Eventually, I finished signing all the papers. My hand didn’t hurt, but that was more of a surprise than an expectation.
When I signed the last one, I looked up, handed Dr. Hansen back his pen and asked, “I understand that you talked to friends in government about me, but what made me qualified for this? I mean, this is secret enough that only Dr. Strazinsky can read my internship reflection and that I have signed a mountain of papers saying that I won’t tell anybody about this except for people on my projects inside Higher Grounds or that have a top secret security clearance plus codewords that will be defined later.
“I’d be surprised if I have Top Secret clearance. I’m pretty sure they have to do some kind of investigation for that to even be possible. I’m not trying to get out of it or something, but it just seems too easy. You know what I mean?” Continue reading Hardwick Industries: Part 2
The next day, I got an email from Dr. Strazinsky and the Engineering department chair, Dr. Hansen. That interested me on several levels. First, because I’d been expecting an email from the department secretary with my internship information. Second, because while my engineering department adviser had to sign off on whatever internship I got, neither Dr. Strazinsky nor Dr. Hansen were my departmental adviser. Third, getting an internship meant getting information from a contact at the business, but didn’t mean a meeting with the departmental chair or anyone in the department once they’d accepted you and you’d accepted their offer.
If I hadn’t talked to Agent Lim, I’d have been worried, but as it was, I walked into Dr. Hansen’s office at the appointed time (three o’clock) with a good idea of what was going on. Continue reading Hardwick Industries: Part 1
“They’re okay with that?” It seemed like something I could ask. The Galactic Alliance requirement that we couldn’t copy their technology had passed into general knowledge.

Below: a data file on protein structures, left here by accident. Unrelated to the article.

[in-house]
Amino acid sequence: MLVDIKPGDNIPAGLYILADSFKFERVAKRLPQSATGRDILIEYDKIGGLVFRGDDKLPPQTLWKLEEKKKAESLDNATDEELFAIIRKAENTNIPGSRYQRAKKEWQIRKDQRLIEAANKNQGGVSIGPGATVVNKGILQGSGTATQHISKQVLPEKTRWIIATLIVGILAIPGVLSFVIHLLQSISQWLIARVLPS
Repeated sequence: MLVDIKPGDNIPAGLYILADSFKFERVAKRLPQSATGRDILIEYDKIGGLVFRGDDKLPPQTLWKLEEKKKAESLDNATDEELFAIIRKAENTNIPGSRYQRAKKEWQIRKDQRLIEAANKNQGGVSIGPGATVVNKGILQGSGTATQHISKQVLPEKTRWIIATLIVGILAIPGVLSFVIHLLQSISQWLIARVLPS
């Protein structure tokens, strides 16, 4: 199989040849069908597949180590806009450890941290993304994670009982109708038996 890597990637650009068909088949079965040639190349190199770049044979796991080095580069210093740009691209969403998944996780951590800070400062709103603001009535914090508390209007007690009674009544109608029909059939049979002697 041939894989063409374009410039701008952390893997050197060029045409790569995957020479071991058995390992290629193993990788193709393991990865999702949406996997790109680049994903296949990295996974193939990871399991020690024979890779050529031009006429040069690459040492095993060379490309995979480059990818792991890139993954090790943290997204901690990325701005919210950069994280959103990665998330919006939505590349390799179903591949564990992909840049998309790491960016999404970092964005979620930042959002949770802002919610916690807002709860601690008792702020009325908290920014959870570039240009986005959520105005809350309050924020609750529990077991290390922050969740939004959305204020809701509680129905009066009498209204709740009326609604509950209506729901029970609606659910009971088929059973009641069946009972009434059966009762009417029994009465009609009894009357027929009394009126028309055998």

Dr. Strazinsky nodded. “The aliens aren’t as concerned about the math as the technology. I like to think that I’m exploiting a loophole in the system. Don’t tell anybody. The administration might get nervous.”
I thought about that. I’d heard of people doing that kind of thing in STEM courses. Our scientists and engineers seemed to be more bothered by the Alliance’s version of Star Trek’s Prime Directive than your average guy. Continue reading For His Own Good: Part 3
When class let out, I waited for everyone else to leave—which also meant waiting for five people with questions and others who wanted to add or drop the class. By the time that was done, the next class was already beginning to file into the room with their professor.
Dr. Strazinsky looked over at me as I stood there. “Would you mind walking to my office before we say anything about your quiz?”
I thought about it. “Sure.” Continue reading For His Own Good: Part 2
Dr. Strazinsky stood in front of the class, staring down at the pile of paper in his hands. Then he looked at me, making me wonder what I’d done.
This was my Calculus III class, one of the few prerequisites I hadn’t comped out of. I was only taking it during my Junior year because of some annoying scheduling issues between my double major in electrical engineering and chemistry.
The professor took a long breath and looked out at the class. From his appearance, I guessed that he had to be in his thirties, but he felt older. I didn’t know whether it was the tan suit jacket with tie and slacks, or the slightly balding hair.
Whatever it was, if you were hoping for a young, charismatic professor, this wasn’t your guy. Continue reading For His Own Good: Part 1